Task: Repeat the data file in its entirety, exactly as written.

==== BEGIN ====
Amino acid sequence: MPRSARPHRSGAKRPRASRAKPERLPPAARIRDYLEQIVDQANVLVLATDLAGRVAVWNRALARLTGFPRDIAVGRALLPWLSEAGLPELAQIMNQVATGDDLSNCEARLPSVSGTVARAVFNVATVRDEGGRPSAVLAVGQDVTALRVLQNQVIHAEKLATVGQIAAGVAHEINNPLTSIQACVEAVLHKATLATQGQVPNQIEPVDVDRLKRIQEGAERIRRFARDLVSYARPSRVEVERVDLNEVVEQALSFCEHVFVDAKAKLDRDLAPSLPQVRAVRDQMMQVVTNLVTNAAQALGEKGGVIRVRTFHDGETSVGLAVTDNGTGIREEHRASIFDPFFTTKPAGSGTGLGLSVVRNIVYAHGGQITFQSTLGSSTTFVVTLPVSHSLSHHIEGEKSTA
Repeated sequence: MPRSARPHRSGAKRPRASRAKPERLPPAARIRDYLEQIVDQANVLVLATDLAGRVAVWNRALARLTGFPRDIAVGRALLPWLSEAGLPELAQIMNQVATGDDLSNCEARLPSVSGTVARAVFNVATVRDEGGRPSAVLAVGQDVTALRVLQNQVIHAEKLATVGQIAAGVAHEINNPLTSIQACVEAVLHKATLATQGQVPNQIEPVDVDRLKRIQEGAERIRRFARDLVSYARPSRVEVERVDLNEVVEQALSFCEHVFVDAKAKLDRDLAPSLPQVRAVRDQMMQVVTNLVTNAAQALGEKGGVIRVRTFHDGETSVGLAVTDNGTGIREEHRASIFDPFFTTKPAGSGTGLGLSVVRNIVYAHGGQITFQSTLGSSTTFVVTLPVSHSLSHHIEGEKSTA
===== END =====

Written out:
Amino acid sequence: MPRSARPHRSGAKRPRASRAKPERLPPAARIRDYLEQIVDQANVLVLATDLAGRVAVWNRALARLTGFPRDIAVGRALLPWLSEAGLPELAQIMNQVATGDDLSNCEARLPSVSGTVARAVFNVATVRDEGGRPSAVLAVGQDVTALRVLQNQVIHAEKLATVGQIAAGVAHEINNPLTSIQACVEAVLHKATLATQGQVPNQIEPVDVDRLKRIQEGAERIRRFARDLVSYARPSRVEVERVDLNEVVEQALSFCEHVFVDAKAKLDRDLAPSLPQVRAVRDQMMQVVTNLVTNAAQALGEKGGVIRVRTFHDGETSVGLAVTDNGTGIREEHRASIFDPFFTTKPAGSGTGLGLSVVRNIVYAHGGQITFQSTLGSSTTFVVTLPVSHSLSHHIEGEKSTA
Repeated sequence: MPRSARPHRSGAKRPRASRAKPERLPPAARIRDYLEQIVDQANVLVLATDLAGRVAVWNRALARLTGFPRDIAVGRALLPWLSEAGLPELAQIMNQVATGDDLSNCEARLPSVSGTVARAVFNVATVRDEGGRPSAVLAVGQDVTALRVLQNQVIHAEKLATVGQIAAGVAHEINNPLTSIQACVEAVLHKATLATQGQVPNQIEPVDVDRLKRIQEGAERIRRFARDLVSYARPSRVEVERVDLNEVVEQALSFCEHVFVDAKAKLDRDLAPSLPQVRAVRDQMMQVVTNLVTNAAQALGEKGGVIRVRTFHDGETSVGLAVTDNGTGIREEHRASIFDPFFTTKPAGSGTGLGLSVVRNIVYAHGGQITFQSTLGSSTTFVVTLPVSHSLSHHIEGEKSTA